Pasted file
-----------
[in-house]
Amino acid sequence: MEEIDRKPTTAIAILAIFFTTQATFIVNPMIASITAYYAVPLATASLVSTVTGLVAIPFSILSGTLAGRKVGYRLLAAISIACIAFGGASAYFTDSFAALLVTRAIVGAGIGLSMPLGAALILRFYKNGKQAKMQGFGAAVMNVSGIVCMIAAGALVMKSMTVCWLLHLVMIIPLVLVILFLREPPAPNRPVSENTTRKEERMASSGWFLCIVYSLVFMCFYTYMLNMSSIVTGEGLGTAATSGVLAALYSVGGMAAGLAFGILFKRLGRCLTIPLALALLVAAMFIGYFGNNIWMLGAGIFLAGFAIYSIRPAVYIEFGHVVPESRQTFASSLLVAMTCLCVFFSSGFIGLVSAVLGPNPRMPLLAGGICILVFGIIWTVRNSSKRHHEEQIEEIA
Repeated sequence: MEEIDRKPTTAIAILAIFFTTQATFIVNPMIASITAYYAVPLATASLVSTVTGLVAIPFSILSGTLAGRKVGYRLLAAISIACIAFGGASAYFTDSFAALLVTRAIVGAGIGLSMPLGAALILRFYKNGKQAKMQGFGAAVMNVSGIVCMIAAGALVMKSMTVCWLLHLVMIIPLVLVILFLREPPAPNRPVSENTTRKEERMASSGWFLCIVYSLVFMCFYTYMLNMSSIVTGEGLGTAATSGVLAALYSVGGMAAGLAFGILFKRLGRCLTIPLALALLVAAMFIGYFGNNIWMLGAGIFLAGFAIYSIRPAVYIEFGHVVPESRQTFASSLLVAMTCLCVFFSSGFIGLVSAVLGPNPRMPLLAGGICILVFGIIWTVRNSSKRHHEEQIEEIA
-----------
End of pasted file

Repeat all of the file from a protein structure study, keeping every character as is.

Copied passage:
[in-house]
Amino acid sequence: MEEIDRKPTTAIAILAIFFTTQATFIVNPMIASITAYYAVPLATASLVSTVTGLVAIPFSILSGTLAGRKVGYRLLAAISIACIAFGGASAYFTDSFAALLVTRAIVGAGIGLSMPLGAALILRFYKNGKQAKMQGFGAAVMNVSGIVCMIAAGALVMKSMTVCWLLHLVMIIPLVLVILFLREPPAPNRPVSENTTRKEERMASSGWFLCIVYSLVFMCFYTYMLNMSSIVTGEGLGTAATSGVLAALYSVGGMAAGLAFGILFKRLGRCLTIPLALALLVAAMFIGYFGNNIWMLGAGIFLAGFAIYSIRPAVYIEFGHVVPESRQTFASSLLVAMTCLCVFFSSGFIGLVSAVLGPNPRMPLLAGGICILVFGIIWTVRNSSKRHHEEQIEEIA
Repeated sequence: MEEIDRKPTTAIAILAIFFTTQATFIVNPMIASITAYYAVPLATASLVSTVTGLVAIPFSILSGTLAGRKVGYRLLAAISIACIAFGGASAYFTDSFAALLVTRAIVGAGIGLSMPLGAALILRFYKNGKQAKMQGFGAAVMNVSGIVCMIAAGALVMKSMTVCWLLHLVMIIPLVLVILFLREPPAPNRPVSENTTRKEERMASSGWFLCIVYSLVFMCFYTYMLNMSSIVTGEGLGTAATSGVLAALYSVGGMAAGLAFGILFKRLGRCLTIPLALALLVAAMFIGYFGNNIWMLGAGIFLAGFAIYSIRPAVYIEFGHVVPESRQTFASSLLVAMTCLCVFFSSGFIGLVSAVLGPNPRMPLLAGGICILVFGIIWTVRNSSKRHHEEQIEEIA